Mary Chandler's goal was to research 400 buildings in and around Denver, put her comments into book form and get the whole thing published before the American Institute of Architects met in Denver last summer. The task was made more complicated by an ever-changing cast of characters who served on a succession of advisory committees from the Denver Foundation for Architecture, the group that sponsored the book. Then there was the on-again-off-again funding, which came through just weeks before the AIA meetings. But the result, Guide to Denver Architecture, published by Westcliffe Publishers, was worth the wait and the effort. The result is an indispensable handbook that's at least as valuable to our skyline as some of the buildings constructed in the past year.
Mary Chandler's goal was to research 400 buildings in and around Denver, put her comments into book form and get the whole thing published before the American Institute of Architects met in Denver last summer. The task was made more complicated by an ever-changing cast of characters who served on a succession of advisory committees from the Denver Foundation for Architecture, the group that sponsored the book. Then there was the on-again-off-again funding, which came through just weeks before the AIA meetings. But the result, Guide to Denver Architecture, published by Westcliffe Publishers, was worth the wait and the effort. The result is an indispensable handbook that's at least as valuable to our skyline as some of the buildings constructed in the past year.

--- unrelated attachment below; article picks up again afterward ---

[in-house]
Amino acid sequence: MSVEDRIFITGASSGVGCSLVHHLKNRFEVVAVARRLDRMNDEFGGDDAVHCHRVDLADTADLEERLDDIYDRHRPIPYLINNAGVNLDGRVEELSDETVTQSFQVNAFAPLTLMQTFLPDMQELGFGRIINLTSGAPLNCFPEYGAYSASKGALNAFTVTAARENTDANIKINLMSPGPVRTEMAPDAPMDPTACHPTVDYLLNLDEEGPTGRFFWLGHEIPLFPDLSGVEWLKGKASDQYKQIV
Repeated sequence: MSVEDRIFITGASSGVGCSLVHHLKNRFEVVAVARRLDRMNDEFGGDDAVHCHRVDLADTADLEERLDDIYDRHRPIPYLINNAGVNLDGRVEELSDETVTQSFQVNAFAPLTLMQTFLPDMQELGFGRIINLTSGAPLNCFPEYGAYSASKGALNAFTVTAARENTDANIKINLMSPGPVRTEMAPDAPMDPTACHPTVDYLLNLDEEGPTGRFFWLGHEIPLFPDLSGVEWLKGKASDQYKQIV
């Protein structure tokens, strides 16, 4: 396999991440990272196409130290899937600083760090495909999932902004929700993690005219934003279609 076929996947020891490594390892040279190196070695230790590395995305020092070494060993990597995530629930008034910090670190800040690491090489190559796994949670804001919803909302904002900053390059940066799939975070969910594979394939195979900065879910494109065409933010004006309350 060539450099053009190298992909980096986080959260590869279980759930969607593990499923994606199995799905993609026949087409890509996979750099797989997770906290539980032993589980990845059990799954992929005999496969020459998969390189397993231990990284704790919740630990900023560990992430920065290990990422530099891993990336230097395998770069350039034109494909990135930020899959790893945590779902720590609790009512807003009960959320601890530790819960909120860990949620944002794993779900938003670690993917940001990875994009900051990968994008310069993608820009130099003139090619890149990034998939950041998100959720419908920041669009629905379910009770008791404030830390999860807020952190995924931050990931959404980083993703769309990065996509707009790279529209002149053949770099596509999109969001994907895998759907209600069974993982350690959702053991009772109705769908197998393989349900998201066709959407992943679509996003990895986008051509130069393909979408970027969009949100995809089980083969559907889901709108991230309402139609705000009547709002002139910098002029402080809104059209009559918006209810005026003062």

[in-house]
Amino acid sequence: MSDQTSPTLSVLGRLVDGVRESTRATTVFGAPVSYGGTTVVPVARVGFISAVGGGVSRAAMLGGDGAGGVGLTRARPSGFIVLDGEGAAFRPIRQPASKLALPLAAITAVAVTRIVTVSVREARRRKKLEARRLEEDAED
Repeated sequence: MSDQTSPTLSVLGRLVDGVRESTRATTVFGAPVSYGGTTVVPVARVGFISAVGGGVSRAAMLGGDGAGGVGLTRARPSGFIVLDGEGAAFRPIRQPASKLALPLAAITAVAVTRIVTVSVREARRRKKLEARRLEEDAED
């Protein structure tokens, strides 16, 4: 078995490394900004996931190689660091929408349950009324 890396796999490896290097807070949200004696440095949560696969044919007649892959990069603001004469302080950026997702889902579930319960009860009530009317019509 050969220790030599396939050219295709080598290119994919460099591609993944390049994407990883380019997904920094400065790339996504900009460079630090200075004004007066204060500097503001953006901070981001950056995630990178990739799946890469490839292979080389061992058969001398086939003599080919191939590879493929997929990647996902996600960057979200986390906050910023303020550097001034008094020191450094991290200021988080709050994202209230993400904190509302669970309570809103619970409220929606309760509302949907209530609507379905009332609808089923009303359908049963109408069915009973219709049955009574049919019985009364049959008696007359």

Built on the cheap for less than $7 million, the genius of the brand-new Brighton Police Department and Municipal Court building is the way its designers, Denver's Roth & Sheppard Architects, orchestrated ordinary materials into a chic, sophisticated whole. The masonry block they used is the kind of thing usually employed for a Wal-Mart, but here it was used to create a structure that both reflects the high-plains topography of this agricultural town (through its exaggerated horizontality) and is thoroughly contemporary at the same time (also because of its exaggerated horizontality). Brighton now lays claim to one of the finest neo-modernist works in the region.
Built on the cheap for less than $7 million, the genius of the brand-new Brighton Police Department and Municipal Court building is the way its designers, Denver's Roth & Sheppard Architects, orchestrated ordinary materials into a chic, sophisticated whole. The masonry block they used is the kind of thing usually employed for a Wal-Mart, but here it was used to create a structure that both reflects the high-plains topography of this agricultural town (through its exaggerated horizontality) and is thoroughly contemporary at the same time (also because of its exaggerated horizontality). Brighton now lays claim to one of the finest neo-modernist works in the region.